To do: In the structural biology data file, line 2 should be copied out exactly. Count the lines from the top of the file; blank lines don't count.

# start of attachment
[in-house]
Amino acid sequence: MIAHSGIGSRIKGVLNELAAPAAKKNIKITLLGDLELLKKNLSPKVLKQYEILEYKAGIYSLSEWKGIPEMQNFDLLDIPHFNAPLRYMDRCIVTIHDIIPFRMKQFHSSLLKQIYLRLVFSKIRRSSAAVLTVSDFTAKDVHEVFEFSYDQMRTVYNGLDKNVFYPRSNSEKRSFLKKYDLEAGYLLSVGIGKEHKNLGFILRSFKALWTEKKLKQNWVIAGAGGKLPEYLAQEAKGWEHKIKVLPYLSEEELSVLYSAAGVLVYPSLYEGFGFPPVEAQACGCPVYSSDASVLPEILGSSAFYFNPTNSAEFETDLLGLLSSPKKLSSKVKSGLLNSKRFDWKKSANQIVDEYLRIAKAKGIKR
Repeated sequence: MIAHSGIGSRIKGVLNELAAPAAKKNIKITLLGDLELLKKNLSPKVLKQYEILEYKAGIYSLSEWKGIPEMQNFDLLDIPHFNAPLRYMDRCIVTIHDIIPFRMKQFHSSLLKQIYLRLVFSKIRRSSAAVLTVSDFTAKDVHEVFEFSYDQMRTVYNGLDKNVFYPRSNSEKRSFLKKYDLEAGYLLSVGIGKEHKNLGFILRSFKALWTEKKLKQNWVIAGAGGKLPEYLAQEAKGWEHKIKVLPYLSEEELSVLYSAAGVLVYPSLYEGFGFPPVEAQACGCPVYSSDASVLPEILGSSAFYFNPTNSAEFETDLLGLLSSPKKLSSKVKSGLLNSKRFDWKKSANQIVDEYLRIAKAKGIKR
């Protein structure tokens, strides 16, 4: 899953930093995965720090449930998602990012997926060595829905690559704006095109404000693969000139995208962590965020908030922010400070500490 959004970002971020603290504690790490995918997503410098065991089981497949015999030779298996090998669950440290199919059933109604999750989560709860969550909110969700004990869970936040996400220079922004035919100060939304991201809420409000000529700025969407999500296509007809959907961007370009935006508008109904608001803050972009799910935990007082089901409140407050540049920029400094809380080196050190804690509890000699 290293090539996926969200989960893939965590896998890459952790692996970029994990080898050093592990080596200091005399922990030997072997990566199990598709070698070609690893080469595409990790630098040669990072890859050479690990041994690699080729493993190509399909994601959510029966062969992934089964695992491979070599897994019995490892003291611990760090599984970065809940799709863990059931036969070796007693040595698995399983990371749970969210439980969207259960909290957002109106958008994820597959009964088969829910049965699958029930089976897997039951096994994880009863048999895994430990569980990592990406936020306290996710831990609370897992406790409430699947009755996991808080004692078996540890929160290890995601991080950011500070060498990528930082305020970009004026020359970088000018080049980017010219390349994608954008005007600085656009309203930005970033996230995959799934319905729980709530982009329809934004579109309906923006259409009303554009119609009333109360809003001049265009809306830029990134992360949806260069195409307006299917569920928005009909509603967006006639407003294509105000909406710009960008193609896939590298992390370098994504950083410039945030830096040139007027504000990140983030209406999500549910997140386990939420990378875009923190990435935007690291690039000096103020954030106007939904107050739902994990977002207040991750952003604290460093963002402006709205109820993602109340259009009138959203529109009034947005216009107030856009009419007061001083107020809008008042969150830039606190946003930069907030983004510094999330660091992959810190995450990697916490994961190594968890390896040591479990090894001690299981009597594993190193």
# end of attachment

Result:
Amino acid sequence: MIAHSGIGSRIKGVLNELAAPAAKKNIKITLLGDLELLKKNLSPKVLKQYEILEYKAGIYSLSEWKGIPEMQNFDLLDIPHFNAPLRYMDRCIVTIHDIIPFRMKQFHSSLLKQIYLRLVFSKIRRSSAAVLTVSDFTAKDVHEVFEFSYDQMRTVYNGLDKNVFYPRSNSEKRSFLKKYDLEAGYLLSVGIGKEHKNLGFILRSFKALWTEKKLKQNWVIAGAGGKLPEYLAQEAKGWEHKIKVLPYLSEEELSVLYSAAGVLVYPSLYEGFGFPPVEAQACGCPVYSSDASVLPEILGSSAFYFNPTNSAEFETDLLGLLSSPKKLSSKVKSGLLNSKRFDWKKSANQIVDEYLRIAKAKGIKR